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ARS Home » Southeast Area » Stoneville, Mississippi » Cotton Ginning Research » Research » Publications at this Location » Publication #157766


item Anthony, William

Submitted to: National Cotton Council Beltwide Cotton Conference
Publication Type: Proceedings
Publication Acceptance Date: 6/12/2004
Publication Date: 6/12/2004
Citation: Anthony, W.S. 2004. Moisture change in cotton bales stored in different environments. In: Proceedings of the National Cotton Council Beltwide Cotton Conference, January 4-6, 2004, San Antonio, Texas, CD ROM p. 3017-3033.

Interpretive Summary: The Joint Cotton Industry Bale Packaging Committee (JCIBPC) of the National Cotton Council helps the cotton industry improve the packaged bale of cotton. As bale storage and handling practices change and as new technology emerges, the industry develops new types of bagging in response to the new requirements. The JCIBPC thoroughly investigates new bagging to ensure that they perform satisfactorily before approving widespread commercial use. This USDA study reports the results of one such investigation of new bagging materials. The permeability of the bagging which influences the change in bale weight during storage, was lower for the new bagging as compared to the standard bagging. Eight bales of cotton were packaged at universal density and stored without bagging at ambient conditions for 81 days; then the same eight bales were randomly placed in four (two standard and two experimental) different types of bagging and stored at high (80%) humidity for 100 days; and then the same bales were stored for 305 days at moderate (50%) humidity. The bales were weighed periodically. The bales gained and lost moisture at different rates depending on the type of bagging. Although they provided greater protection for the cotton, the experimental bagging did not allow the cotton bales to breath as much as did the standard bagging. As a result, the experimental bagging will not allow the bales to gain as much weight during storage or give up excess moisture. Both of these factors can possibly reduce profits for segments of the industry. Adoption of the experimental baggings will be hampered by these findings.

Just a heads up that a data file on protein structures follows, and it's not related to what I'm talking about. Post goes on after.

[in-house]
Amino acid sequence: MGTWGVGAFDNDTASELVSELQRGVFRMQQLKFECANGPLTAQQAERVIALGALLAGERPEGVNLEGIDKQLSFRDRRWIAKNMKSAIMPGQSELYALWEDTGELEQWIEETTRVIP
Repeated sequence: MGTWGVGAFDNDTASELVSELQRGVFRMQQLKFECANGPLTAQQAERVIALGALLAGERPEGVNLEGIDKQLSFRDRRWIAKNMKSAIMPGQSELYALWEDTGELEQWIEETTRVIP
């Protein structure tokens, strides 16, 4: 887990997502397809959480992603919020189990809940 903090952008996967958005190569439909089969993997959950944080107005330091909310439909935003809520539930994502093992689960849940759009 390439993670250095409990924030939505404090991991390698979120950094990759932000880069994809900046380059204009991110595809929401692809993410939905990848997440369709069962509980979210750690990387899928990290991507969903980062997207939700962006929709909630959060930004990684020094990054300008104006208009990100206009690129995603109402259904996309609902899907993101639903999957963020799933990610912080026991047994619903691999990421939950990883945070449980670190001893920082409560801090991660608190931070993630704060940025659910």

Technical Abstract: The density of baled cotton as well as the storage climate and permeability of the protective covering on the bale all influence the rate of moisture gain and loss as well as the bale thickness. Eight bales of cotton were packaged at universal density and stored without bagging at ambient conditions for 81 days (Phase I). The bale thickness was measured periodically and the bale weights were measured before and after the storage period. The same eight bales were randomly placed in four different types of bagging (two experimental and two standard) and stored at 26.7°C (80°F) and 80% relative humidity (RH) for 100 days (Phase II). Then, the same bales were stored for 305 days at 21.1°C (70°F) and 50% RH (Phase III). For Phases II and III, the bales were weighed and their thickness measured about twice weekly. The bales gained moisture for Phases I and II but lost moisture (weight) for Phase III. Bale thickness increased initially after storage as climate conditions fluctuated during Phase I. During Phase II at 80% RH, the bale thickness increased. However, during Phase III at 50% RH, the thickness decreased. The change in bale weights differed for the different types of bagging, with the experimental bagging allowing less weight change.